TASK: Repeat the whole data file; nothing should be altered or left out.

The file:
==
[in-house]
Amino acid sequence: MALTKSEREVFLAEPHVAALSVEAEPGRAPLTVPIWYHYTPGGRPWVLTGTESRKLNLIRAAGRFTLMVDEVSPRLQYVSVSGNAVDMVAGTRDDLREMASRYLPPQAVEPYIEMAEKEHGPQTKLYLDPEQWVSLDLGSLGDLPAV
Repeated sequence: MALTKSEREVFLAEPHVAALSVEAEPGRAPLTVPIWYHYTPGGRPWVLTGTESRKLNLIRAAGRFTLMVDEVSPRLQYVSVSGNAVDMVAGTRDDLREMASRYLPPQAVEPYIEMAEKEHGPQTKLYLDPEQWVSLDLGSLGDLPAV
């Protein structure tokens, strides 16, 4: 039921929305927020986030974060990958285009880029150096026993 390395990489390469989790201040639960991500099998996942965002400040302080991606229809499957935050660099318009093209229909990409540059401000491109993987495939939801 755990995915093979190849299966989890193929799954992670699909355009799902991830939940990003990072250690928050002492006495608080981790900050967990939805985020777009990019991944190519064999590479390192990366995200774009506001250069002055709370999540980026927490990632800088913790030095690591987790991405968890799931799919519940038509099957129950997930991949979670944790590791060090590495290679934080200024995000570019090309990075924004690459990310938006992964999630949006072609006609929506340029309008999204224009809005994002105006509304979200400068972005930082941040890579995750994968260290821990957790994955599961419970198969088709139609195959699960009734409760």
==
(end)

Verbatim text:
[in-house]
Amino acid sequence: MALTKSEREVFLAEPHVAALSVEAEPGRAPLTVPIWYHYTPGGRPWVLTGTESRKLNLIRAAGRFTLMVDEVSPRLQYVSVSGNAVDMVAGTRDDLREMASRYLPPQAVEPYIEMAEKEHGPQTKLYLDPEQWVSLDLGSLGDLPAV
Repeated sequence: MALTKSEREVFLAEPHVAALSVEAEPGRAPLTVPIWYHYTPGGRPWVLTGTESRKLNLIRAAGRFTLMVDEVSPRLQYVSVSGNAVDMVAGTRDDLREMASRYLPPQAVEPYIEMAEKEHGPQTKLYLDPEQWVSLDLGSLGDLPAV
């Protein structure tokens, strides 16, 4: 039921929305927020986030974060990958285009880029150096026993 390395990489390469989790201040639960991500099998996942965002400040302080991606229809499957935050660099318009093209229909990409540059401000491109993987495939939801 755990995915093979190849299966989890193929799954992670699909355009799902991830939940990003990072250690928050002492006495608080981790900050967990939805985020777009990019991944190519064999590479390192990366995200774009506001250069002055709370999540980026927490990632800088913790030095690591987790991405968890799931799919519940038509099957129950997930991949979670944790590791060090590495290679934080200024995000570019090309990075924004690459990310938006992964999630949006072609006609929506340029309008999204224009809005994002105006509304979200400068972005930082941040890579995750994968260290821990957790994955599961419970198969088709139609195959699960009734409760």